Hailed by critics for her “tonal bloom” and “hauntingly beautiful performances,” English-American performer and composer Emi Ferguson stretches the boundaries of what is expected of modern-day musicians. Emi’s unique approach to the flute can be heard in performances that alternate between the Silver Flute, Historical Flutes, and Auxilary Flutes, playing repertoire that stretches from the Renaissance to today.
Emi can be heard live in concerts and festivals around the world as a soloist and with groups including AMOC*, the New York New Music Ensemble, the Handel and Haydn Society, and the Manhattan Chamber Players. She has spoken and performed at several TEDx events and has been featured on media outlets including The Discovery Channel, Vox’s “Explained” series on Netflix, Amazon’s The Marvelous Mrs. Maisel, and Juilliard Digital’s TouchPress apps talking about how music relates to our world today. Her debut album, Amour Cruel, an indie-pop song cycle inspired by the music of the 17th-century French court was released by Arezzo Music in September 2017, spending 4 weeks on the Classical, Classical Crossover, and World Music Billboard Charts. Her 2019 album Fly the Coop: Bach Sonatas and Preludes, a collaboration with continuo band Ruckus debuted at #1 on the iTunes classical charts and #2 on the Billboard classical charts and was called “blindingly impressive…a fizzing, daring display of personality and imagination” by The New York Times. In addition to her solo recordings, Emi has also been featured on recordings for New Focus Records, Old Focus Records, Cantaloupe Music, National Sawdust Tracks, Brontosaurus Records, Coro, and MSR Classics.
Emi was a featured performer alongside Yo-Yo Ma, Paul Simon, and James Taylor at the 10th Anniversary Memorial Ceremony of 9/11 at Ground Zero, where her performance of Amazing Grace was televised worldwide. Her performance that day is now part of the permanent collection at the 911 Museum.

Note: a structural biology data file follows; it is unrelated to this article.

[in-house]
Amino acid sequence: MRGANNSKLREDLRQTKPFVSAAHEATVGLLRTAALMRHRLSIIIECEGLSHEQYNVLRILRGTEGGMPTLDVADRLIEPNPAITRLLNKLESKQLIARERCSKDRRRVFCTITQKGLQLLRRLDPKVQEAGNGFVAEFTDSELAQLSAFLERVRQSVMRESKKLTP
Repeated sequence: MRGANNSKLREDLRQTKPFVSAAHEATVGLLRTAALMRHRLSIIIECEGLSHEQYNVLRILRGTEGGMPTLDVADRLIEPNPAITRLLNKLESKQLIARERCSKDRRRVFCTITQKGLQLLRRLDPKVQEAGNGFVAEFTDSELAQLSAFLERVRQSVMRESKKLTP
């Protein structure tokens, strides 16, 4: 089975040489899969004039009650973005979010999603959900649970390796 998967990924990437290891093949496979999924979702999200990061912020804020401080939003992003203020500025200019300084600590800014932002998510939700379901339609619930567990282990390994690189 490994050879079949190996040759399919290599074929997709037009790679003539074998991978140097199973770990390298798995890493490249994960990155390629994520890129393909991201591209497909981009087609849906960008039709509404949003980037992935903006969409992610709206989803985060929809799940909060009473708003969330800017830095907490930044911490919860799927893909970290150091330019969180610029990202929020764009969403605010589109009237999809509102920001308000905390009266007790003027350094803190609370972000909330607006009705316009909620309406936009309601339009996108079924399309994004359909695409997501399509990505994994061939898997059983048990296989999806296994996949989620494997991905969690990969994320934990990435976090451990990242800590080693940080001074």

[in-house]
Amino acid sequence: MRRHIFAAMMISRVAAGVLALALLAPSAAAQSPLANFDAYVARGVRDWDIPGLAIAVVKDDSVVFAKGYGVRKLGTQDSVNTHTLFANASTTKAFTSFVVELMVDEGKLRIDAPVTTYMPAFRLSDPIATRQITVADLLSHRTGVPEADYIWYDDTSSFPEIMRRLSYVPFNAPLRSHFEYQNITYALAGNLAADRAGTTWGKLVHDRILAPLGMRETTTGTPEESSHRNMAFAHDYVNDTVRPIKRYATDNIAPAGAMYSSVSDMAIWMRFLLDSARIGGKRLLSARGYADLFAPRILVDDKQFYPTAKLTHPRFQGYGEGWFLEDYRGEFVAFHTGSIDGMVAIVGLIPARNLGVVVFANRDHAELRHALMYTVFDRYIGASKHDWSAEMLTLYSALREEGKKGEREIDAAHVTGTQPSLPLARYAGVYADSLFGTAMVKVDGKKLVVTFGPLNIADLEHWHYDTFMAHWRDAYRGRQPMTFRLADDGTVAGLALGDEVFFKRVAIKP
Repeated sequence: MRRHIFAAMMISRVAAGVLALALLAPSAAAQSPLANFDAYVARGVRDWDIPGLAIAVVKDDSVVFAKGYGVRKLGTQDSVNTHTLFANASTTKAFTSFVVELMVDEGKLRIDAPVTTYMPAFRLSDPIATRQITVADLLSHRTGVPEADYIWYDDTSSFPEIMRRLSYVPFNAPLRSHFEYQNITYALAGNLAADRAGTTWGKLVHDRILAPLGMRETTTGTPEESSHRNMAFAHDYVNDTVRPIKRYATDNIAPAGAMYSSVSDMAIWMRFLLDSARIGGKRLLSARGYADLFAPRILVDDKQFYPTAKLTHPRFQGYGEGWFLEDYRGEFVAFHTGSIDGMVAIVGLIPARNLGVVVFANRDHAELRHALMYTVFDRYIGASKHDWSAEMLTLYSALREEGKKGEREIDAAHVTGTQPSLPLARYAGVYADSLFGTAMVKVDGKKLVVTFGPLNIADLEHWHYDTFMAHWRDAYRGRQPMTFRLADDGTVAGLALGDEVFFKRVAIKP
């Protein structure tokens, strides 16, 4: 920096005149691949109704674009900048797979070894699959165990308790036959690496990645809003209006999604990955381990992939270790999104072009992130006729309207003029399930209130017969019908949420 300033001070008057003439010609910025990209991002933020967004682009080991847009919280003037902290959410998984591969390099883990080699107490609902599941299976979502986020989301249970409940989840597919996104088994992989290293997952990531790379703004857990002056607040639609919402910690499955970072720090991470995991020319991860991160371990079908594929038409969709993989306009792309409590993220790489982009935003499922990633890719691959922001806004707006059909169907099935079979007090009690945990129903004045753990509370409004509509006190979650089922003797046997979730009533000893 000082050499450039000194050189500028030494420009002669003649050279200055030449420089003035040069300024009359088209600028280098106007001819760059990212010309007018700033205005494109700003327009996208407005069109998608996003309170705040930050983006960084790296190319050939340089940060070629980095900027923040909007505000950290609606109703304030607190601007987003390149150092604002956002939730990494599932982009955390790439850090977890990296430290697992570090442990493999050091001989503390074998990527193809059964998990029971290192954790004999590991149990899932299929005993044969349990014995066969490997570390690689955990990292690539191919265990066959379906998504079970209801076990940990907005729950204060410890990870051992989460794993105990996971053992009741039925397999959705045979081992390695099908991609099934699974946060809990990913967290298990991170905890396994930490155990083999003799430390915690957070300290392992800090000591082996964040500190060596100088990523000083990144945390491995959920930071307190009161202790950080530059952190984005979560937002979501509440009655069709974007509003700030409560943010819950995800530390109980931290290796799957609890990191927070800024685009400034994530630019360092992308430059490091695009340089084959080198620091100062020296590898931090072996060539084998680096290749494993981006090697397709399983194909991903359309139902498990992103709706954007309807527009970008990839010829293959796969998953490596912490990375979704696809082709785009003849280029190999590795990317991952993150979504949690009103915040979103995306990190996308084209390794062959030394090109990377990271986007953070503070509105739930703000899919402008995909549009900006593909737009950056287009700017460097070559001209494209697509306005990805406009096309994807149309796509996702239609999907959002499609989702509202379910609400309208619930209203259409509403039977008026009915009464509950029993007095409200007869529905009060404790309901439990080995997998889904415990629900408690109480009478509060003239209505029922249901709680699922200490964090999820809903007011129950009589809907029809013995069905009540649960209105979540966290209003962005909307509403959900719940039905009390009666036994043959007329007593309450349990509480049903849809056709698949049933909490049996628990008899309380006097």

Emi is passionate about developing new music and has premiered works by many of today’s leading composers. Emi has been a featured performer at the Marlboro Music, Lake Champlain, and Lucerne Festivals, Portland Bach Festival, Bach Virtuosi Festival, June in Buffalo, Twickenham Fest, and Chamberfest Dubuque, and has performed and taught with Juilliard Global in Brazil, pianoSonoma in California, Juilliard Baroque in Germany, and Les Arts Florissants in France and has been featured as a soloist and ambassador for Elliott Carter’s music in China and Japan.
As a historical Flutist, in addition to her appointment as Principal Flute of the Handel and Haydn Society, Emi is thrilled to be a frequent guest artist with period ensembles including Tafelmusik. She can also be heard with period instrument groups including Voices of Music, the American Classical Orchestra, and Trinity Baroque Orchestra. She was the only flutist accepted to Juilliard’s inaugural Historical Performance class, and has performed alongside William Christie and Les Arts Florrisants, and with Christophe Hammer, Massaki Suzuki, Christopher Hogwood, and Nicholas McGegan.
Emi is currently on the faculty of the Juilliard School teaching Ear Training, the Bach Virtuosi Festival, and has taught on the faculty of the University of Buffalo. Emi was the first person to have graduated from Juilliard with Undergraduate and Graduate degrees with Scholastic Distinction in flute performance, as well as a second Graduate degree in Historical Performance as a Paul and Daisy Soros Fellow.
Her principal teachers have been Carol Wincenc, Sandra Miller, Robert Langevin, and Judy Grant. Born in Japan and raised in London and Boston, she now resides in New York City.
“Wit, panache, and the jubilant, virtuosic verve of a bebop-Baroque jam session electrified and illuminated previously candle-lit edifices as Ruckus and friends raised the roof, and my mind’s eye will never see those structures in quite the same light again.”– Boston Music Intelligencer